After serving 18 years in Congress, former Rep. William Jefferson of Louisiana, a Democrat, will continue his service in a different federal institution — prison. He was sentenced recently to serve 13 years for bribery.
But his fellow prisoners will have to forgive Jefferson if he grins and whistles as he stamps out license plates. That’s because he is still eligible for a guaranteed $50,000 pension in his first year of retirement, which will increase each year thereafter with the cost of living.
Opinion polls show that Americans today have a special contempt for Congress. They might be even more upset if they knew what kind of retirement deal congressmen have given themselves at the taxpayers’ expense.
Congressmen who serve for at least five years get a very generously defined benefit pension plan in retirement — the kind that doesn’t exist anymore in the private sector because it’s impossible to fund. It’s far more generous than that of even the longest-serving federal employees.
Members who took office prior to 1984 get the best deal — a generous 2.5 percent of the average of their top three years’ salary for each year of service.
Although the payout in the first year of retirement is limited to 80 percent of their last year’s salary, it grows automatically each year with the cost of living. Appropriations Chairman David Obey, for example, could quit his job this January and take home $139,200 in 2010. In a decade or so, with cost-of-living adjustments, he could be making more than his current salary of $174,000. He isn’t the only one.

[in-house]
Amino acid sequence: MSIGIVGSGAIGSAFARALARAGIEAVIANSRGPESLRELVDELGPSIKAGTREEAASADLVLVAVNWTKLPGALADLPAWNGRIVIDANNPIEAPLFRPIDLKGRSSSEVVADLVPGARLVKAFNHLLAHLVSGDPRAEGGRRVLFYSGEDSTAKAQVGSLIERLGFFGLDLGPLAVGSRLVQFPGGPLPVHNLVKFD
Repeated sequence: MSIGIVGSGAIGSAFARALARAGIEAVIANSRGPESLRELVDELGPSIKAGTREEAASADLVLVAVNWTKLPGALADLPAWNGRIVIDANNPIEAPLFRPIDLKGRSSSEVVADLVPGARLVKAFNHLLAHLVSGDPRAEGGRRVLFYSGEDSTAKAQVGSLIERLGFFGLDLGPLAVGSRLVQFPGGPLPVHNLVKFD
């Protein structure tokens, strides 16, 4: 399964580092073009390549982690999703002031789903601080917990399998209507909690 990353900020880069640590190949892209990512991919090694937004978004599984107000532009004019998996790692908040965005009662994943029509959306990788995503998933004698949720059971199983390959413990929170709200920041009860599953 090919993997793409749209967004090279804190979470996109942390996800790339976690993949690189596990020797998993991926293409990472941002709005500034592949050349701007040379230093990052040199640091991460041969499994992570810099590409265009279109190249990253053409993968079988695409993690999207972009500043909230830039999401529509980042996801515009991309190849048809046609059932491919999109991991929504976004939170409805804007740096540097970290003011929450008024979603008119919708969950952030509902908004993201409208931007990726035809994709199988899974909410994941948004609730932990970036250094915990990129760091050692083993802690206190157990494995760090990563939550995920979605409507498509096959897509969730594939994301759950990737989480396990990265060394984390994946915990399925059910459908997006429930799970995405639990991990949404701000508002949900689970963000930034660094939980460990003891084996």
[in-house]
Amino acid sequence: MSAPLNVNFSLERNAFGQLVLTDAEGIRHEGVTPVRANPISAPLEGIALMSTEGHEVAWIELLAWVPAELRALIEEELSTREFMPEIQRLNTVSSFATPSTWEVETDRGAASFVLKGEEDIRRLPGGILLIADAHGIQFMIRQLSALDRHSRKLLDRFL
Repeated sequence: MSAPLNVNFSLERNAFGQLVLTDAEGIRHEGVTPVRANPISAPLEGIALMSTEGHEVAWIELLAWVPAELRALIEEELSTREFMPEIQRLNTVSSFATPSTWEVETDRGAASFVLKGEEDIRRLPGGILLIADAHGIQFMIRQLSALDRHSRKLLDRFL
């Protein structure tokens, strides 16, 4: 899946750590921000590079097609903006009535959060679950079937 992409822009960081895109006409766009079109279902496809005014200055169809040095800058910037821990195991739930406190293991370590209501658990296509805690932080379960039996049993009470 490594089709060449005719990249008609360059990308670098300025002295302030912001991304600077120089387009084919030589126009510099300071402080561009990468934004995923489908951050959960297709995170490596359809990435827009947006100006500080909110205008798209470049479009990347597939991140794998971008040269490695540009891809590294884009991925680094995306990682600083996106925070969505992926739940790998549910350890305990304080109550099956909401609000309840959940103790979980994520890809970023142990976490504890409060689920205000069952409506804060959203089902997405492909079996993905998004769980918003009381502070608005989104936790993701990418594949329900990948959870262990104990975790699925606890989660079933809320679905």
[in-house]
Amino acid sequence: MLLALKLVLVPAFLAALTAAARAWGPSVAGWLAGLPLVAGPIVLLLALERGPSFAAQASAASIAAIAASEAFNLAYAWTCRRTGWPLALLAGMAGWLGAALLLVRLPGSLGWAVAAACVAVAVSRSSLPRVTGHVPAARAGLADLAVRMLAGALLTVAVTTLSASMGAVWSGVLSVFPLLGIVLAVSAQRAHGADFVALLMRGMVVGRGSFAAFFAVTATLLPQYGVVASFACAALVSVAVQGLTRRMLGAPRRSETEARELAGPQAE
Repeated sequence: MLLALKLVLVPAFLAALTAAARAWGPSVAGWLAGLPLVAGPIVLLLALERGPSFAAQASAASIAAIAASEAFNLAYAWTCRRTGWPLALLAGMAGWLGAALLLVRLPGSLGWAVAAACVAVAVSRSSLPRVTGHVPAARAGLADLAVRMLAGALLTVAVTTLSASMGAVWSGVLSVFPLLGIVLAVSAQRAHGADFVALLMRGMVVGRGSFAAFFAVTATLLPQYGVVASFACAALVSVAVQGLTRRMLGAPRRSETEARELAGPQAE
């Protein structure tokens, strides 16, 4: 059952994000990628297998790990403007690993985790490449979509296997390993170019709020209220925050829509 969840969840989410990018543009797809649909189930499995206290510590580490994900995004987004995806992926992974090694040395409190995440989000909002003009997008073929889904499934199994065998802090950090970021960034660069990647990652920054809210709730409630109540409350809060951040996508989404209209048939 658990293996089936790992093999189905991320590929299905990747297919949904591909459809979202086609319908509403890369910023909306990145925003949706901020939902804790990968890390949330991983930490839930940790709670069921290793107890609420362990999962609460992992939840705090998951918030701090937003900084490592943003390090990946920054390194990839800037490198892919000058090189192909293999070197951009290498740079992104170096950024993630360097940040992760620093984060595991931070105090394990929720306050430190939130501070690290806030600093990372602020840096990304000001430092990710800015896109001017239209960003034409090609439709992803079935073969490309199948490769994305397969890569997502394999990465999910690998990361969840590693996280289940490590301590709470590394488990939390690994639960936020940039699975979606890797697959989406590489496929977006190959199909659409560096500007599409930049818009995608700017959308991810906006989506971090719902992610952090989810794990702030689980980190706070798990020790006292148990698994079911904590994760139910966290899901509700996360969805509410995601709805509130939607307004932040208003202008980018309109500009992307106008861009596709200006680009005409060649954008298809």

To get that kind of deal in retirement, you would need at least $2 million in your 401(k) and a healthy bull market from now until you die.
In the 1980s, congressional pensions were reformed along with the rest of the federal retirement system. That means that congressmen elected in 1984 and later don’t get a deal quite so sweet. They take home 1.7 percent of their “high three” for each of the first 20 years, and 1 percent for each year thereafter.
But on top of their defined benefit plan, these newer members of Congress still get the ordinary man’s retirement — a 5 percent match on contributions to the Federal Thrift Savings Plan (much like a 401(k)), plus Social Security.
Jefferson is a special case. He can exploit a loophole in the 2007 law supposedly depriving corrupt members from taking home their pensions: He took all of his bribes before the law was signed that September.
Jefferson might not be the last to find the loophole. In July 2007, The Wall Street Journal reported Rep. Don Young, R-Alaska, was under investigation for allegedly taking unreported gifts from lobbyists up until 2006. Rep. Charlie Rangel, D-N.Y., has admitted to under-reporting his outside income on his congressional disclosure forms between 2002 and 2006, which could constitute perjury.
Both of these very senior members of Congress are eligible for $139,200 in their first year of retirement.
Even if we don’t begrudge them their oversized paycheck, do our congressmen deserve a retirement that is more than twice as nice as most ordinary working people enjoy?
David Freddoso is an editorial page staff writer who can be reached at email@example.com.